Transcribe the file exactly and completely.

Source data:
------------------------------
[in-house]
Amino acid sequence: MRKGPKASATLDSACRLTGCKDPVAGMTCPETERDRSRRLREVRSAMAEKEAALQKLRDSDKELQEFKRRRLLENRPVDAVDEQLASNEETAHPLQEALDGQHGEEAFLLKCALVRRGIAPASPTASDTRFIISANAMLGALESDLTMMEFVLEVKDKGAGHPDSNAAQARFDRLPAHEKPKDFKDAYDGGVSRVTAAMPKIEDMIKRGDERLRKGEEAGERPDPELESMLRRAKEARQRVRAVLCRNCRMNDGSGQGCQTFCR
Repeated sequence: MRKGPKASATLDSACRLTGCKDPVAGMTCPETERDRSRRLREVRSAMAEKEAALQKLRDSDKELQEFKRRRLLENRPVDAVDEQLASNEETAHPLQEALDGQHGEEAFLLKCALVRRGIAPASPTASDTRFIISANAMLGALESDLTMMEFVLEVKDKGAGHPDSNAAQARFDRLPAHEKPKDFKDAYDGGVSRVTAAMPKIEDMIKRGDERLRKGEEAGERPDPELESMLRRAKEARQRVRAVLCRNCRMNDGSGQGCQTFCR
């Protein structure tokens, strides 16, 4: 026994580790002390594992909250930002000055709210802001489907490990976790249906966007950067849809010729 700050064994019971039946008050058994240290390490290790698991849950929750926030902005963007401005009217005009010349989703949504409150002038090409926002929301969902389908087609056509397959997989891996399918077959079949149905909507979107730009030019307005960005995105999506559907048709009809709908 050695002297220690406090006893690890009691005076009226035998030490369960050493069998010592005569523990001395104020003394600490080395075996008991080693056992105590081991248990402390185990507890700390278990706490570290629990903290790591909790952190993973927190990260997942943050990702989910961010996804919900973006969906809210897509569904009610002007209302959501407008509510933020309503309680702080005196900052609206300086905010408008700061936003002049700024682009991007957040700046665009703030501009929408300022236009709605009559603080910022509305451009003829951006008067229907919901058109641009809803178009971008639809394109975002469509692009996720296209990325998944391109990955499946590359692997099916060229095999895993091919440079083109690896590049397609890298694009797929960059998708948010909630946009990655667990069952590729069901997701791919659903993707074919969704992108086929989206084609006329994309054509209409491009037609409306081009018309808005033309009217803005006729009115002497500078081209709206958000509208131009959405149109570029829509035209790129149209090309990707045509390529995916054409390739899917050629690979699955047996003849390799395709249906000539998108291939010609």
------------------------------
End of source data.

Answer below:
[in-house]
Amino acid sequence: MRKGPKASATLDSACRLTGCKDPVAGMTCPETERDRSRRLREVRSAMAEKEAALQKLRDSDKELQEFKRRRLLENRPVDAVDEQLASNEETAHPLQEALDGQHGEEAFLLKCALVRRGIAPASPTASDTRFIISANAMLGALESDLTMMEFVLEVKDKGAGHPDSNAAQARFDRLPAHEKPKDFKDAYDGGVSRVTAAMPKIEDMIKRGDERLRKGEEAGERPDPELESMLRRAKEARQRVRAVLCRNCRMNDGSGQGCQTFCR
Repeated sequence: MRKGPKASATLDSACRLTGCKDPVAGMTCPETERDRSRRLREVRSAMAEKEAALQKLRDSDKELQEFKRRRLLENRPVDAVDEQLASNEETAHPLQEALDGQHGEEAFLLKCALVRRGIAPASPTASDTRFIISANAMLGALESDLTMMEFVLEVKDKGAGHPDSNAAQARFDRLPAHEKPKDFKDAYDGGVSRVTAAMPKIEDMIKRGDERLRKGEEAGERPDPELESMLRRAKEARQRVRAVLCRNCRMNDGSGQGCQTFCR
């Protein structure tokens, strides 16, 4: 026994580790002390594992909250930002000055709210802001489907490990976790249906966007950067849809010729 700050064994019971039946008050058994240290390490290790698991849950929750926030902005963007401005009217005009010349989703949504409150002038090409926002929301969902389908087609056509397959997989891996399918077959079949149905909507979107730009030019307005960005995105999506559907048709009809709908 050695002297220690406090006893690890009691005076009226035998030490369960050493069998010592005569523990001395104020003394600490080395075996008991080693056992105590081991248990402390185990507890700390278990706490570290629990903290790591909790952190993973927190990260997942943050990702989910961010996804919900973006969906809210897509569904009610002007209302959501407008509510933020309503309680702080005196900052609206300086905010408008700061936003002049700024682009991007957040700046665009703030501009929408300022236009709605009559603080910022509305451009003829951006008067229907919901058109641009809803178009971008639809394109975002469509692009996720296209990325998944391109990955499946590359692997099916060229095999895993091919440079083109690896590049397609890298694009797929960059998708948010909630946009990655667990069952590729069901997701791919659903993707074919969704992108086929989206084609006329994309054509209409491009037609409306081009018309808005033309009217803005006729009115002497500078081209709206958000509208131009959405149109570029829509035209790129149209090309990707045509390529995916054409390739899917050629690979699955047996003849390799395709249906000539998108291939010609």